MRC Warns of ‘Severe Impact on Cambodia’ as Mekong Dries Up
AKP Phnom Penh, August 07, 2020 —
The Mekong River Commission (MRC) said Friday it was urging the six Mekong countries to address low water flows as the basin endures record lows for the second year in a row.
“The current low flows could have severe impacts on Cambodia due to a loss of fisheries and irrigation potential,” a statement warned.
The statement added that Vietnam might experience reduced productivity in the Mekong Delta and that productivity in Laos and Thailand might also be affected.
“We call on the six Mekong countries to increase data and information sharing on their dam and water infrastructure operations in a transparent and speedy manner with the MRC,” said An Pich Hatda, chief executive at the MRC Secretariat in Vientiane.
“It is time to walk the talk and to act in the common interest of the entire Mekong River Basin and the affected communities,” he said.
The statement said an MRC report released Friday on hydrological conditions from January to July identified “multiple possible causes” of the low flows and drought.
“Among these are abnormal low rainfall affected by the El Nino weather phenomenon, prolonged low flow conditions carried over from 2019, and lower water flow contributions from the Mekong tributaries,” the statement said.
“The low flows have caused Cambodia’s Tonle Sap Lake to experience ‘extremely dry conditions’, with reverse flows at their lowest on record since 1997,” it said.
The statement said operations of mainstream dams in the Upper Mekong Basin (China and Myanmar) and tributary dams in the Lower Mekong Basin (Cambodia, Laos, Thailand and Vietnam) “may have affected the present low flow conditions.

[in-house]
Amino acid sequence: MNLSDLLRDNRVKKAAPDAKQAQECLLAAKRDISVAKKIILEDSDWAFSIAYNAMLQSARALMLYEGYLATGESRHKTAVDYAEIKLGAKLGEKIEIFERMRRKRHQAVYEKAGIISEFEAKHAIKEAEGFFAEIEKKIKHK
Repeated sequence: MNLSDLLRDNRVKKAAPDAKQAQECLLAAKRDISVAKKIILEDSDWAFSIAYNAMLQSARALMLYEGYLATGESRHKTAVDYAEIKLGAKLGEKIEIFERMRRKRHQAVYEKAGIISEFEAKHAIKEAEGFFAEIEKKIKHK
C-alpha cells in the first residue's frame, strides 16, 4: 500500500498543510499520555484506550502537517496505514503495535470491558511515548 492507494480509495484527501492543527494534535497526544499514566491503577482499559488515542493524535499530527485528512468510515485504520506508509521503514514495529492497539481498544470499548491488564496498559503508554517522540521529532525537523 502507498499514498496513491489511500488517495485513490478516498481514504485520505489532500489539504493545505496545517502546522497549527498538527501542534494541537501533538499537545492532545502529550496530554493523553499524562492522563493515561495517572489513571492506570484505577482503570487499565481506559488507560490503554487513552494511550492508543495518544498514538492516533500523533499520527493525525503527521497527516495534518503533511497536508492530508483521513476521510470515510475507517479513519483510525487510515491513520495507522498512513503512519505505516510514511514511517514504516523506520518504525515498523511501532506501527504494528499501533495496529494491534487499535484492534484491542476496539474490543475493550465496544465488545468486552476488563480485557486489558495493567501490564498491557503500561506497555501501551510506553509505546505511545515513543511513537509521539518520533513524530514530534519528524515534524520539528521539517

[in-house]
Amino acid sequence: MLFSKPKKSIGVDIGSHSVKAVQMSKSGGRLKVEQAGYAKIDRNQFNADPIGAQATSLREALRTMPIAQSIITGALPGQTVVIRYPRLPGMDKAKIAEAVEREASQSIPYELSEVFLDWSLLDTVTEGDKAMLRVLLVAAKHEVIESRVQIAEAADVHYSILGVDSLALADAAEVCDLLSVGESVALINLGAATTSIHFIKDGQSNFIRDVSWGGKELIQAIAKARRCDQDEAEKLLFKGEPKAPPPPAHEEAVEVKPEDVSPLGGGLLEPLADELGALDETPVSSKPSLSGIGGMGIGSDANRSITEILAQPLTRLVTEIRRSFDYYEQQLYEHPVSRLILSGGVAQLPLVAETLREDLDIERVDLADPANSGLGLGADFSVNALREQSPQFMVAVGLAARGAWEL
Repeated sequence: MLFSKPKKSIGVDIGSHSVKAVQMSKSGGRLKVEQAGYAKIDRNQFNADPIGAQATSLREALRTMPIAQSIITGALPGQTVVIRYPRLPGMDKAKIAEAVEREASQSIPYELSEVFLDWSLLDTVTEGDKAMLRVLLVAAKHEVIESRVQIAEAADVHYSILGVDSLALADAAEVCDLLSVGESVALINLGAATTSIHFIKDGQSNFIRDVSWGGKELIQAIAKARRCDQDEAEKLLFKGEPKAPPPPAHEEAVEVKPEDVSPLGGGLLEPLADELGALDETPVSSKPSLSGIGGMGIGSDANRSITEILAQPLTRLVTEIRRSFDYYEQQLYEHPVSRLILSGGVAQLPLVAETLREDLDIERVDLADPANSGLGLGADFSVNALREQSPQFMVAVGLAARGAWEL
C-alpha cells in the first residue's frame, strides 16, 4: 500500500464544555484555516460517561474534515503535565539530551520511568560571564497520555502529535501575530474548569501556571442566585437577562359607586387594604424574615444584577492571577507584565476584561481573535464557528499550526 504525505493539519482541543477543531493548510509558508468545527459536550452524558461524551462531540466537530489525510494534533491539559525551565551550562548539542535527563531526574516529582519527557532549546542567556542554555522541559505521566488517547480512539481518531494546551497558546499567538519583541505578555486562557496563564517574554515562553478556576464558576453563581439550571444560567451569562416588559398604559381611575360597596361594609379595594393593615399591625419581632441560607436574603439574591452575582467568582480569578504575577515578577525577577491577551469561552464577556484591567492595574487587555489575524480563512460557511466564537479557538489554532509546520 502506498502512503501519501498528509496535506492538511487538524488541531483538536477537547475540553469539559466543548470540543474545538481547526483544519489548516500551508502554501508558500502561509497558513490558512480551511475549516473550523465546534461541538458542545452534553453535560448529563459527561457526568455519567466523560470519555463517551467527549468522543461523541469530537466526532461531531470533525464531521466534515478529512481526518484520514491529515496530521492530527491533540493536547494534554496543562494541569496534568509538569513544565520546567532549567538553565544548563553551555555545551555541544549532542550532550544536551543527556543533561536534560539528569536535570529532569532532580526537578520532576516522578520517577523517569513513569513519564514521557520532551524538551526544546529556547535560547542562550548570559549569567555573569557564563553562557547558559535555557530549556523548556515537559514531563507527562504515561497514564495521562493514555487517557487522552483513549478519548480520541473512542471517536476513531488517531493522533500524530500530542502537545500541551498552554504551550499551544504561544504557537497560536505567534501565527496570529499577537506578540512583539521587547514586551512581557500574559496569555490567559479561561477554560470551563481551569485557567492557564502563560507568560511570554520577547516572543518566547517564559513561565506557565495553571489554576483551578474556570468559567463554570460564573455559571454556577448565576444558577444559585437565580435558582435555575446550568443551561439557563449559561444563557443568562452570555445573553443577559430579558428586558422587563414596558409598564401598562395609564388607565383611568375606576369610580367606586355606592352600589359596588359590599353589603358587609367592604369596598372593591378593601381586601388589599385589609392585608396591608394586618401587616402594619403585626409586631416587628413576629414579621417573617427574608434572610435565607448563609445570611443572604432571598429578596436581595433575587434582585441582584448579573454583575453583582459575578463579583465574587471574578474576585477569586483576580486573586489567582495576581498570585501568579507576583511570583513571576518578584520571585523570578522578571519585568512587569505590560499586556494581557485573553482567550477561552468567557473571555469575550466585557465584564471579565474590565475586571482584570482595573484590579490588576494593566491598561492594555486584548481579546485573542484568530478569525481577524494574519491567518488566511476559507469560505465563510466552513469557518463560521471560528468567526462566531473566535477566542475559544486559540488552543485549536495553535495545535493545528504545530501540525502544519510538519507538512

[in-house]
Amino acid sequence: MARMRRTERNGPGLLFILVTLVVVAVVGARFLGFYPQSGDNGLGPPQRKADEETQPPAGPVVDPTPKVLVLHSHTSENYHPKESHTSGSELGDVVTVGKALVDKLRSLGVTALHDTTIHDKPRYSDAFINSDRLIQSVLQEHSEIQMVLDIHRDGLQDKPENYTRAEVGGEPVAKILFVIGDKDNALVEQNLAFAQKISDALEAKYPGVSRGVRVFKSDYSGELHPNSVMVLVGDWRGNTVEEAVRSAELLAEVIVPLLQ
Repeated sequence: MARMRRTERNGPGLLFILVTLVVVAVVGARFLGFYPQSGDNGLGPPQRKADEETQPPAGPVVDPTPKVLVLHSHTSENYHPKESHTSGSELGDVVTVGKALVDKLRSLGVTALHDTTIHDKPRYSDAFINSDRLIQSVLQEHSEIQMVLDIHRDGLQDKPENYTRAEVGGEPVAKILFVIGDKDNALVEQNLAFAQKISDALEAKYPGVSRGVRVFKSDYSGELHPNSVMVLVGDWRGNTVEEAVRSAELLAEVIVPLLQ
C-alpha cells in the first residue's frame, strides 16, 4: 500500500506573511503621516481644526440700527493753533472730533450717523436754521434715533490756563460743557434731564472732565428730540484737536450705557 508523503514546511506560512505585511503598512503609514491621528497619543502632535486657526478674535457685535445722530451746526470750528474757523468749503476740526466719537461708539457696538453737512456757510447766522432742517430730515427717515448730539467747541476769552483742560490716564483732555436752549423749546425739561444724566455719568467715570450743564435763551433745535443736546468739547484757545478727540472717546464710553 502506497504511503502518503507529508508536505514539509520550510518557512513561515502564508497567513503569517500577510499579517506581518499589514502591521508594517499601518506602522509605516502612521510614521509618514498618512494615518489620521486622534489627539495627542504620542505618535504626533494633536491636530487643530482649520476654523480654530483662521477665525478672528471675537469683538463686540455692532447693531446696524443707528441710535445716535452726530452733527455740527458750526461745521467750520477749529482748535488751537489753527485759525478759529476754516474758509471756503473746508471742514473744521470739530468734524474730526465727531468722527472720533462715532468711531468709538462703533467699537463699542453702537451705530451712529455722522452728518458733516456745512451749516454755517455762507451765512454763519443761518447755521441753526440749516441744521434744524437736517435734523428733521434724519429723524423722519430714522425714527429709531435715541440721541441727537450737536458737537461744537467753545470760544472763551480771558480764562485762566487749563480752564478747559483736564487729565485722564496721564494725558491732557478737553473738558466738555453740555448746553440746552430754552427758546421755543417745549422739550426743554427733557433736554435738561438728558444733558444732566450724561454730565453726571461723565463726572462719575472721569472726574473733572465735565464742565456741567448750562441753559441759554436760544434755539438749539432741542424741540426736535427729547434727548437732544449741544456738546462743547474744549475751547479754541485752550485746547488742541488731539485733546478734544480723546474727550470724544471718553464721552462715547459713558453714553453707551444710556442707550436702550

“However, the MRC Secretariat has been unable to obtain official data and information to verify the potential impacts of storage operations in the upper basin.”
According to the report, the statement said, “there could be an ecological imbalance due to significant changes of timing, duration and extent of inundations in the Tonle Sap Lake and its surrounding floodplains.
“This could in turn lead to reduced reproduction through a loss of nursery areas, affecting the growth of fish and other aquatic animals and plants.
“A reduction in fish catch is predicted, threatening food security for the most vulnerable communities in the region.”
The report said Cambodia, Laos, Thailand and Vietnam should warn water users and operators about the situation “to ensure water use is managed carefully” if water levels in the current flood season do not significantly improve.
“The countries should seek alternative water sources to ensure the availability of water supplies.”
The four MRC member countries should also request hydropower and irrigation operators to “adjust their near-term operations and monitor potential bank erosion.
“If the low flows persist … the four countries should consider requesting China to discharge a ‘water supplement’, as they did in 2016, to relieve the situation.”
(Photo: MRC Secretariat)
By Sao Da